Eze Omaha (1987) of Oso Edda states that the Edda migrated from Ogba (a Cave in Okolasi Itu in present-day Akwa Ibom State. It was at Ogba that the Edda were said to have met the Aros and together with the Abam and Ohafia, they moved towards the present location of Arochukwu.

Under the leadership of Imo Eze, the Edda separated and moved on through Afia Isagha Orie and Ukwukwa Okagwe to their location where they found the Lokpa, Nkerefi, Leru and Amasiri people already domiciled. Through series of conflicts, including wars, between each of these groups and the Edda, they wee gradually driven off.

The account goes on that the Ezi Edda (Ozi Edda- Vigilante Group) who helped in the prosecution of the wars were popularly referred to as “Anya eji afu uzo” (Reconnaissance Group). Due to their gallantry in war, Eze Edda invited and honored them during his coronation ceremony.

Eze Omaha concludes by asserting that the Eze Edda his a aware of is located between Amaigbo Edda and Amaoso Edda.

Okorie Ekuma-Nkama (1987) of Amangwu Edda reveals that the Edda in company of the Abam, Ohafia, Nkporo and Item, commenced their movement from Ogba in Itu. These groups first settled at Oruocha and then Udara Ebo where they began to separate. Nkporo, Edda, Abam and Ohafia- the descendants of Eze Oke—moved together until they came to a fallen “off” tree. In their scramble to get a piece of the tree branch, Imo Eze (father of the Edda) was practically diving in all directions and eventually got the branch. His kite-like movements at the fallen “ofo” tree coupled with his conduct in war and wrestling, earned him the praise-name Egbebu.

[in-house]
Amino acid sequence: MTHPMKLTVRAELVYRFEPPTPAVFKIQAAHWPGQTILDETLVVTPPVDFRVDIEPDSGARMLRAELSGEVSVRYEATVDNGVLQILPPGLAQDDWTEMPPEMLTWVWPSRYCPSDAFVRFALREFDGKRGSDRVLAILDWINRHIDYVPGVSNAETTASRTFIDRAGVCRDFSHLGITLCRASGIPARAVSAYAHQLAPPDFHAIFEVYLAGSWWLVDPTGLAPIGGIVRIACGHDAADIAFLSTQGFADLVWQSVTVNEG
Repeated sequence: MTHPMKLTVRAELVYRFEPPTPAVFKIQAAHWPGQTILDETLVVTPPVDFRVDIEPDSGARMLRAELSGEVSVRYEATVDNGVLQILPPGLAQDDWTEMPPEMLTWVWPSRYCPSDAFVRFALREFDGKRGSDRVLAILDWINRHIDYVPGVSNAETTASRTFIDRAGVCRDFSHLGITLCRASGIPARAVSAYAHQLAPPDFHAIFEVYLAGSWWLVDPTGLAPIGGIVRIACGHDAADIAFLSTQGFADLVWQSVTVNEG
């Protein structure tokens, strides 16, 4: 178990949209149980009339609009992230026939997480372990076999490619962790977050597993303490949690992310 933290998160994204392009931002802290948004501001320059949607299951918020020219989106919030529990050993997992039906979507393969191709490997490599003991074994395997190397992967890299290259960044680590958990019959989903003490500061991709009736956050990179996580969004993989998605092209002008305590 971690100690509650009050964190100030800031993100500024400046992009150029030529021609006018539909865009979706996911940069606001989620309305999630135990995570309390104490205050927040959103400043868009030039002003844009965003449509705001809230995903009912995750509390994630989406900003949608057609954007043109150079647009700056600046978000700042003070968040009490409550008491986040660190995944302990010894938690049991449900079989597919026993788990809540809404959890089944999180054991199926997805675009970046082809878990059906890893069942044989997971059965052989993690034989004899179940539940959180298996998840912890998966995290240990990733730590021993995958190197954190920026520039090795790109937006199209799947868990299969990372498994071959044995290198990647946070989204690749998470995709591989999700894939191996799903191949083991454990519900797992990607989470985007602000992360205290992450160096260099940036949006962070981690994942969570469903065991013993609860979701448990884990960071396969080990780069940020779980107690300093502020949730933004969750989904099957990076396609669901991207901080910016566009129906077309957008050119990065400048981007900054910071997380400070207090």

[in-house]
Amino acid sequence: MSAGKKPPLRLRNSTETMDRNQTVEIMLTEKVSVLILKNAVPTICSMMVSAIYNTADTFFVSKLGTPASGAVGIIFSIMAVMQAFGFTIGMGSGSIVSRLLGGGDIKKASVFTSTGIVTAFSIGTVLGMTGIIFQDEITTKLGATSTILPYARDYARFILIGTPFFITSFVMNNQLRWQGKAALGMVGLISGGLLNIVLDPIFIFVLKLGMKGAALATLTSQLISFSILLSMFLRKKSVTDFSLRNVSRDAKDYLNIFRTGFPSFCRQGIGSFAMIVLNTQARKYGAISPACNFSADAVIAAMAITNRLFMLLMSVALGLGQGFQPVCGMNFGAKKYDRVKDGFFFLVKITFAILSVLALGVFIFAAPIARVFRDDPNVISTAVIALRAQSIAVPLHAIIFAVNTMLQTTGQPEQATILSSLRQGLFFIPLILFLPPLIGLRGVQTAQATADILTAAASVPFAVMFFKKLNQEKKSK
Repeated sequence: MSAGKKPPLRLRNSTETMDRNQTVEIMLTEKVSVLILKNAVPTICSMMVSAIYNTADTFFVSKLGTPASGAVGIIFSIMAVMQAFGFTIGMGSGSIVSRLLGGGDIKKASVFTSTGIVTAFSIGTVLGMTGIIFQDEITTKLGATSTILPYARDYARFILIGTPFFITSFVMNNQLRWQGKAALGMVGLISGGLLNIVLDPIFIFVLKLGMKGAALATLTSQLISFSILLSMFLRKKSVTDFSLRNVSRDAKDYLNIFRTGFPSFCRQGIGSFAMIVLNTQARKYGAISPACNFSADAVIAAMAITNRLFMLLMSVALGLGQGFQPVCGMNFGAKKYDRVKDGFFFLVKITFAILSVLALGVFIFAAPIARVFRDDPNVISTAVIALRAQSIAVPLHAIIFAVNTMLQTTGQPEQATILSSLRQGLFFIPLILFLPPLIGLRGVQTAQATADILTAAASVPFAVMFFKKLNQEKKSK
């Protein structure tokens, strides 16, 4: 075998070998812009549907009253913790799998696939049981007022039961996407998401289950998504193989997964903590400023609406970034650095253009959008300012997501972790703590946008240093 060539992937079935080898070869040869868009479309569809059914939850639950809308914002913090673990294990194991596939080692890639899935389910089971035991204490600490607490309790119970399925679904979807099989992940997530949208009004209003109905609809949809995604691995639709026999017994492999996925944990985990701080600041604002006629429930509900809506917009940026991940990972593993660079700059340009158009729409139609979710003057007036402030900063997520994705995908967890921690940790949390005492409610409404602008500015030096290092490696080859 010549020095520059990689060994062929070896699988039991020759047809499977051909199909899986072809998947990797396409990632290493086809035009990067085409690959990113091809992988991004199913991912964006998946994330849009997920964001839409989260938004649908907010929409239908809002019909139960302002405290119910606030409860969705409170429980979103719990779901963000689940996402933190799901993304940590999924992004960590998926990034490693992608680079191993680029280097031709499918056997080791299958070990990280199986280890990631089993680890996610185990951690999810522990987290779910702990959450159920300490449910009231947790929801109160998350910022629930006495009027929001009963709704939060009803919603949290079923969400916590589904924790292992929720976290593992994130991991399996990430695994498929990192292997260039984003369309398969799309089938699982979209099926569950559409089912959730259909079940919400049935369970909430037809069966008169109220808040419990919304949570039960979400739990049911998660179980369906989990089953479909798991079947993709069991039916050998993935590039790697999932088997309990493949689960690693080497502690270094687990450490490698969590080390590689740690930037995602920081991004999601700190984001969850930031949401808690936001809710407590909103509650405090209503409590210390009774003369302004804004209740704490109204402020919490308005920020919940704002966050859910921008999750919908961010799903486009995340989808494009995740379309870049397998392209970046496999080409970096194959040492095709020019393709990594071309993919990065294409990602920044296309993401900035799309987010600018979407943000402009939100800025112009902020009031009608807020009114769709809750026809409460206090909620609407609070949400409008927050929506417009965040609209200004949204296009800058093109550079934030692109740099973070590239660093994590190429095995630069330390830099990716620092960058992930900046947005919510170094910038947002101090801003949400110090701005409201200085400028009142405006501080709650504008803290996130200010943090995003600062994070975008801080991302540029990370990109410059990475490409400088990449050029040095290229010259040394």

It was after the incident of the “ofo” tree that Imo Eze led his group (the Edda) and headed northward to Ama Ugwu Nzu (now Ama Nguzu) from where the various villages spread to more convenient locations.

Ugoji Ama (1987) of Udiligbo (Udu Nta) dynasty in Ekoli Edda gives an account that the people originally lived in a place known as Ogba which was far beyond Namfe in the Camerouns. This is hilly country with several villages which looked like caves, hence the name Ogba. While the area provided them protection from human attacks, they fell prey to wild animals which killed them, especially the young ones, in their thousands. This was the major reason why they left Ogba.

On their way to present-day Arochukwu, the Edda spent brief periods at the following places: Mburum, Une, Ake, Ngele, Uburubu and Amanato. After a long stay at Arochukwu, they moved on to their present location – a hilly setting that reminded them of their original settlement in Ogba and the security it provided.

Imo Eze was their hero who led the people successfully to Ama Ugwu Nzu, and due to their sheer population size and the way they subdued and suppressed their neighbors, his descendants came to be known and referred to as EDDA – that is, war-like people who suppress others.

Okorie Akanu (1987) also of Ekoli Edda reports that the Edda with their brothers (most of whom are now lost to memory) initially trekked from Asia through Egypt, across the Sahara Desert to the north-eastern part of what is now known as Nigeria. As wanderers, they were compelled to leave each area they came to due to lack of food, hostility of neighboring tribes and danger from wild animals. They were said to have crossed Enyong Creek, Akanabio along the north-eastern borders of Ibibioland and finally arrived Arochukwu.